[Ko Ran] Crisis-resistant dollar, and bitcoin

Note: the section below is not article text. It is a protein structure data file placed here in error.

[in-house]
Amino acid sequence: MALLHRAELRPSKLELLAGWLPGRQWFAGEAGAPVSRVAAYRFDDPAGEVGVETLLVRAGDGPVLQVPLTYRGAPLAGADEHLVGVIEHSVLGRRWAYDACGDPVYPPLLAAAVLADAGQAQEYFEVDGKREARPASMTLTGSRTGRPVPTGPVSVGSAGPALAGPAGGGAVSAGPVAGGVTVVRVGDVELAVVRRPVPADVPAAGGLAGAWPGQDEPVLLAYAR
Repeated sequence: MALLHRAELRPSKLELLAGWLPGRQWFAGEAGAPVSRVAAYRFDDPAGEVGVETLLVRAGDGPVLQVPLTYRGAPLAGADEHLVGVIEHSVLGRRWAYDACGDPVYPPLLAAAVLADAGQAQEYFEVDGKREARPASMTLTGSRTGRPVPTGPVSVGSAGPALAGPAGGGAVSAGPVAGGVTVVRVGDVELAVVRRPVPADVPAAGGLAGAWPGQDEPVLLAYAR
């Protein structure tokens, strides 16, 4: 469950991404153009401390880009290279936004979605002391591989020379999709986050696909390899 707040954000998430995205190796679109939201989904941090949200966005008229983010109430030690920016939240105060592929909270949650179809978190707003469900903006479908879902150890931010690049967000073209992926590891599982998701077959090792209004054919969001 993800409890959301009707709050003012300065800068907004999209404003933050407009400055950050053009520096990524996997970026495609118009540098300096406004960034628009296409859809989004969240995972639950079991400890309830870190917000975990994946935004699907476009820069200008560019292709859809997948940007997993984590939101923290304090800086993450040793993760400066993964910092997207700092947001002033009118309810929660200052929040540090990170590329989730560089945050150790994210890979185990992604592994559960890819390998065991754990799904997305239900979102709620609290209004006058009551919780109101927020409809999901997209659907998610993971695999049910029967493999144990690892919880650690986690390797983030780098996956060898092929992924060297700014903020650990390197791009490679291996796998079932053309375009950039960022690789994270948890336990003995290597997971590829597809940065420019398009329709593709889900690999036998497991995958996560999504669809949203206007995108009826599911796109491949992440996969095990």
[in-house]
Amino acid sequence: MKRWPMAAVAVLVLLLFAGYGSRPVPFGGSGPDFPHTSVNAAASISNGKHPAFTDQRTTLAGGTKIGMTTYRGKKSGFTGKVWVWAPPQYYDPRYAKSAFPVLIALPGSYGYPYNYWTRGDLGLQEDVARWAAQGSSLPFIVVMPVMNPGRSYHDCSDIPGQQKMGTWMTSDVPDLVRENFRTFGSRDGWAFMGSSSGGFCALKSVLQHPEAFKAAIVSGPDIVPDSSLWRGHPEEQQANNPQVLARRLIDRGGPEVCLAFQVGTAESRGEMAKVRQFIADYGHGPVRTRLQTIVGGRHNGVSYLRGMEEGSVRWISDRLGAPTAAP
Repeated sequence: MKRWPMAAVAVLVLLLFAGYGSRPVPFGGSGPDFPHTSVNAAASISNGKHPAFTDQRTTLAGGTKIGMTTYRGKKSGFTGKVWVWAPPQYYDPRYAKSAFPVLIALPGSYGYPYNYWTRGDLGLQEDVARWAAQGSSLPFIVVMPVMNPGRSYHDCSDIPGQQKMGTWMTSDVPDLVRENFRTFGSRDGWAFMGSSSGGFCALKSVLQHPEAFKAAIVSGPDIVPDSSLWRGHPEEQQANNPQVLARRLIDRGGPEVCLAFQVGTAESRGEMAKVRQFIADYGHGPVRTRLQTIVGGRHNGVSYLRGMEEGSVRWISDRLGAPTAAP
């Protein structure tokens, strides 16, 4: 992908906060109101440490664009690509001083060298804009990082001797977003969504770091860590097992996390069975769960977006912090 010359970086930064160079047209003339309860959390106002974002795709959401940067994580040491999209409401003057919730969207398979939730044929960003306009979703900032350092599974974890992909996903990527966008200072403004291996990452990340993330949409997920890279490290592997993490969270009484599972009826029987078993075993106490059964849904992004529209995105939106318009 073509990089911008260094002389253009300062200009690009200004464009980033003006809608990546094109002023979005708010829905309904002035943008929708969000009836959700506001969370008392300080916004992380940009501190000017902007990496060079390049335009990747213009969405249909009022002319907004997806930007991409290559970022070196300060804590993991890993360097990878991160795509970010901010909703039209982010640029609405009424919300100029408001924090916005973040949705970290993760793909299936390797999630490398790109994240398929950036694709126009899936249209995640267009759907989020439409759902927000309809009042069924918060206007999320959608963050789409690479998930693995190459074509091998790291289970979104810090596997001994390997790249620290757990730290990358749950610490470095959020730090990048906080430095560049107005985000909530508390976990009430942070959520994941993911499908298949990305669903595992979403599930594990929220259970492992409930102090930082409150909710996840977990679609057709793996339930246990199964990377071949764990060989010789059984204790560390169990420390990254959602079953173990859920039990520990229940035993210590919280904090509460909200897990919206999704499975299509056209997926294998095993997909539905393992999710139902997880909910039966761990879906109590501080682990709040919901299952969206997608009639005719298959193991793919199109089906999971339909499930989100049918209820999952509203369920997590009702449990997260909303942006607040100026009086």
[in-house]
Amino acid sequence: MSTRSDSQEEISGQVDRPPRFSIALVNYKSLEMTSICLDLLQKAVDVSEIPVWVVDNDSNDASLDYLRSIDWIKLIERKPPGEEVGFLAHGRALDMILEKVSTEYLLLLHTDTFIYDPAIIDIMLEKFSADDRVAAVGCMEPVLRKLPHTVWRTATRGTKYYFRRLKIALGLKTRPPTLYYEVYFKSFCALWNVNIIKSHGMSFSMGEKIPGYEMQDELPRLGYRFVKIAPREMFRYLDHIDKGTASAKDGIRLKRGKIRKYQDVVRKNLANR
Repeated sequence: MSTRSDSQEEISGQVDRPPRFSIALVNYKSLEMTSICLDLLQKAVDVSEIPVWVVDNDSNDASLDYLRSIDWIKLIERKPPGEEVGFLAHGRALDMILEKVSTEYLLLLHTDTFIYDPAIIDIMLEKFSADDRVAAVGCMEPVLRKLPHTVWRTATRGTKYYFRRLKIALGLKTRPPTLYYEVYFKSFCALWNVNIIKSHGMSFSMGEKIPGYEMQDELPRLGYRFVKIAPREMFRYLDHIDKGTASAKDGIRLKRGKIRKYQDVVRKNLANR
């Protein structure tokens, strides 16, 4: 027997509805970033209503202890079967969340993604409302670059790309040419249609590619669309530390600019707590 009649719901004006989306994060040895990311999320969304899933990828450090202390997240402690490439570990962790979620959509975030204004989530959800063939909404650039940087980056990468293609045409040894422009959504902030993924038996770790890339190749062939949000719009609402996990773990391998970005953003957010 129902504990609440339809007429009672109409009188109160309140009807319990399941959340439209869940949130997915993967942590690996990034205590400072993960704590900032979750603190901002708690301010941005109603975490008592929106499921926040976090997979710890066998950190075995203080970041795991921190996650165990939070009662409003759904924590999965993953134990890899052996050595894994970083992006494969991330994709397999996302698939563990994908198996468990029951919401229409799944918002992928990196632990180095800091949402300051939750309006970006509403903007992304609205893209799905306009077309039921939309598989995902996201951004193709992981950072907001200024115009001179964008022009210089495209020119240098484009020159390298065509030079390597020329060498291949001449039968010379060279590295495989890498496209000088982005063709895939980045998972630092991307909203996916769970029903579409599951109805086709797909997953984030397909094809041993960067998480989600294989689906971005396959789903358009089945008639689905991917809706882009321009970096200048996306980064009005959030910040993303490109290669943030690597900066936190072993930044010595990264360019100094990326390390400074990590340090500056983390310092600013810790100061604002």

Since 2010, the search for bitcoins has intensified. According to Coin Telegraph, a new outlet dedicated to cryptocurrency, trades of the virtual currency in Chile hit a record high recently amid the spread of the novel coronavirus. According to the media outlet, trades of bitcoin as of April 4 reached 330 million Chilean pesos, which translates to approximately 475 million won. Trade volume at Cryptomarket, a mainstream cryptocurrency exchange in Chile, also rose rapidly. Daily trade volume rose by 270 percent compared to March 30. The situation is similar in Argentina as well. Currently, Argentina is in negotiations with creditors in the United States and Europe as well as with International Monetary Fund regarding its $65 billion debt. Argentina’s state government is requesting to downsize the debt volume as well as to extend the maturity date by three years. According to Arkane Research, a cryptocurrency analysis firm, trade between bitcoin and Argentinian peso rose by 1028 percent recently compared to January 2018. Coin Telegraph said the latest incident was influenced by the Argentinian government’s risk of default and inflation in its local currency. #Lebanon sees rise in bitcoin value When local currencies face volatility, it is common sense to purchase U.S. dollars. But in reality, that might not be as easy as it seems. Lebanon on March 7 announced a moratorium on debt payments of $1.2 billion in Eurobonds. Two weeks later, the Lebanese government said it will suspend debt payments of its Eurobonds going into a de facto default stance. The country is on the verge of going bankrupt. As the state economy is at standstill, demand for bitcoin has risen. As expected, trading of bitcoin in Lebanon is being rolled out with huge premium. According to Localbitcoins, a virtual currency exchange, five bids have been placed on bitcoin at between 18.15 million and 23.42 million Lebanese pounds. In U.S. dollars, that translates to $12,000 and $13,500. The bidding price for the same currency on CoinMarketCap, a U.S.-based exchange, was set at $7,700, meaning bitcoin in Lebanon is being traded at 55 percent to 75 percent higher than global market price. #So why are people buying bitcoin instead of safe asset U.S. dollars? Trading of U.S. dollars is affected by countries’ physical borders. For example, three times the of Lebanese who live inside their home country are living elsewhere. If those who live outside Lebanon want to send U.S. dollars to their home country, they need to use the bank system, which will incur losses based on the official exchange rate at banks and market rate. Bitcoin, however, eliminates those physical boundaries. They don’t have to use the bank system but those who are involved in the trading can directly send and receive currency through a peer-to-peer system. Even if the state government or bank institutions intervene to take taxes out of the trades, the rate for bitcoin is trivial.